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How to lose a weekend . . . keeping score

August 12, 2010

WARNING: Geek-speak is about to happen in this blog and it’s not really about leadership (at least not directly). I think this is more about catharsis than it is about anything else, yet some of you may be amused by the trials and tribulations of a died-in-the-wool technologist, suffering at the hands of technology.

And I have just about always been at the bleeding edge of technology. From the time I stumbled through the wrong door at college and wound up outside the computer center (with all its punch cards, plug-wire printer boards, high-speed chain printers, and IBM 1620 – boy does that date me, eh?) to the present when I just about salivate over the latest in PCs, Smart phones, tablet computers and what’s going on over in the bio-tech field. I love it when my Scientific American and Technology Review magazines show up. So as you might guess, I have for many years had one kind of so-called smart phone or another. I even started with the old PDA that simply was a calendar/contact list/note folder and fancy calculator that synchronized (painfully) with my PIM – which has almost always been Microsoft Outlook.

My “Apple-head” friends will love this story and will believe they definitely would never have had this problem. They might be right, but who knows for sure? Anyway, I don’t have an iPhone and will not have one as long as it is tied to AT&T. In my opinion, that was a very bad decision by Apple. I almost never have a dropped call, almost never have a “dark spot” in coverage and personally have never had a bad customer experience with Verizon. I have had all of those negative things and more with AT&T, so they won’t get me back any time soon.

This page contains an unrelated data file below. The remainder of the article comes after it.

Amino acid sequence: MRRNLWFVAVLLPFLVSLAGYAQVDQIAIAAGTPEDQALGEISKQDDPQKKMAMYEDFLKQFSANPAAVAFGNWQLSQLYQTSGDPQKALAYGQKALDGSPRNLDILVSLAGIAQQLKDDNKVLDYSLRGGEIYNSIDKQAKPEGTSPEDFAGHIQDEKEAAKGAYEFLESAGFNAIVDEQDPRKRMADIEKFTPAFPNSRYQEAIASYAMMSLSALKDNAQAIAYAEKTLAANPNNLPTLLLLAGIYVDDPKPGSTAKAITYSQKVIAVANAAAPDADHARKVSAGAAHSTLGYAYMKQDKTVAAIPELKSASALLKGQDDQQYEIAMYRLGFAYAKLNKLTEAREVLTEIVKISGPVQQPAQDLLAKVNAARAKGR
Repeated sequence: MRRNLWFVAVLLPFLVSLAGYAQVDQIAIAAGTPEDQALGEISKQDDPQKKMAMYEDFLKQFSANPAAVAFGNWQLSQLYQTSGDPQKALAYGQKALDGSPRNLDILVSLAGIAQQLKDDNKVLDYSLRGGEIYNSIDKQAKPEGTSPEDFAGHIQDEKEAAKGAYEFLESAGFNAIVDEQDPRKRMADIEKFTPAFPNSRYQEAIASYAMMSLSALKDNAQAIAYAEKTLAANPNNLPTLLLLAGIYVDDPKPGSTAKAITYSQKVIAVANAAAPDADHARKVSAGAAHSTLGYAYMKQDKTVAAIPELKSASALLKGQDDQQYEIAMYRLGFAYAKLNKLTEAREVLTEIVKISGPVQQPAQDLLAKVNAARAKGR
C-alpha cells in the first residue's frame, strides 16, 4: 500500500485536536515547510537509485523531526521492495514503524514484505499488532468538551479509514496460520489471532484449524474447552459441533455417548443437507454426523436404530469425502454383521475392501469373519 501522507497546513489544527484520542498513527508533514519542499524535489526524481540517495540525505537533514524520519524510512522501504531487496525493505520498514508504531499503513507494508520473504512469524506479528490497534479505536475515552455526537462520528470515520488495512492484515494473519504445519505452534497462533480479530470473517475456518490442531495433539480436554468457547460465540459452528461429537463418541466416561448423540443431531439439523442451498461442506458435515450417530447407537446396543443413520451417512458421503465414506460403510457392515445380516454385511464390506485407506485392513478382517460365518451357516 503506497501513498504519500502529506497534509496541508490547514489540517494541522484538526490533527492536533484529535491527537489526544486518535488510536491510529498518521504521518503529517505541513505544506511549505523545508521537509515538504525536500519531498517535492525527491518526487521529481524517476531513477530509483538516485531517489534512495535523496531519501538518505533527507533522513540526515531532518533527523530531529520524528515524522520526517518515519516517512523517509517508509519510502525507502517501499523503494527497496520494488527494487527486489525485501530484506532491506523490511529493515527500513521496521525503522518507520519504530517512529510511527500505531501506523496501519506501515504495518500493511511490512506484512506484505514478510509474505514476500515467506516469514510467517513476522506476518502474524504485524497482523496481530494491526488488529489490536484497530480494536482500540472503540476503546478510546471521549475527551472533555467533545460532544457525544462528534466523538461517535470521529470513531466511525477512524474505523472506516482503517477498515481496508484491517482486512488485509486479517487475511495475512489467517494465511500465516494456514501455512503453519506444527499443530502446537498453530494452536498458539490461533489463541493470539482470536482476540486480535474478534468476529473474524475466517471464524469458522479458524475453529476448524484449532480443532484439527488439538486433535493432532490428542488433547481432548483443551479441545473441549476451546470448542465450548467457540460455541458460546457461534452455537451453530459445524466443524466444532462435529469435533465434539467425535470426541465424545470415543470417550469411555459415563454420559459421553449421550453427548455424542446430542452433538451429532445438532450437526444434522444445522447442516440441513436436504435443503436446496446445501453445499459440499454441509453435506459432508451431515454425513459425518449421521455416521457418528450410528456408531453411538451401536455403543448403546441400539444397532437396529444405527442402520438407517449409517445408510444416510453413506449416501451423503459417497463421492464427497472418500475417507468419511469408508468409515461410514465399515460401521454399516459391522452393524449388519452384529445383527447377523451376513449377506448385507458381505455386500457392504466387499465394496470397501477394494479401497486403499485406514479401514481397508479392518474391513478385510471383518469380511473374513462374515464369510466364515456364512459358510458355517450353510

However, my latest smart phone is the Blackberry Storm. I love it – when it works. Which it mostly has, up until this past Friday (8/6/2010). Some many months ago, my original BB was acting up. The screen would not always connect and I’d have to pull the battery to reboot the danged thing. Annoying. So I took it to Verizon and in typical fashion they worked hard to try and get the silly thing to fail so they could easily give me a new one. It wouldn’t fail for them, so they offered that they would give me a new one if I wanted, but unfortunately, they wouldn’t be able to extend my warranty period. I took the new phone anyway. They made sure the data was backed up, deactivated the old device, activated the new device, made sure that all was working as it should and wished me a great day. And so it was. And even as I went to China with my BB, I didn’t lose connection, never lost an e-mail and had a fabulous experience with carrier and device. Until Friday.

That phone is the only phone I have. If it doesn’t work, I don’t have a “phone.” I can and do use the PC and VOIP to make calls, so I am not limited in outbound, but incoming is another problem for friends and clients. So I was pretty concerned when, after hanging up with a friend, my phone wouldn’t disconnect. It was hung up. So, on to one of the more annoying thing about this phone, to really reset it, you have to pull the battery and then wait for a very long boot cycle. It wouldn’t boot. Nothing. Not even a sign that it was alive. New battery and AC adapter didn’t help. Off to the Verizon store. But I figured it was “big bucks” time.

But no. My friends at Verizon tried everything to get that silly phone to boot up and determined it just wasn’t going to happen. So they said, “hey, nobody should have to put up with this. We have one of these in stock so we’ll just replace it for you.” Same drill as before, and I walk out of the store with a new phone, a smile and a genuine love of the good folks over there at Verizon. Happy camper.

Until I get home. Score so far? Verizon 1, BB – 0. I was feeling pretty confident that I’d be back up and running in a short time. Why? Because my life for the last 15 years or so has revolved around a Personal Information

Where do people read their mail?

Where do People Read their Mail?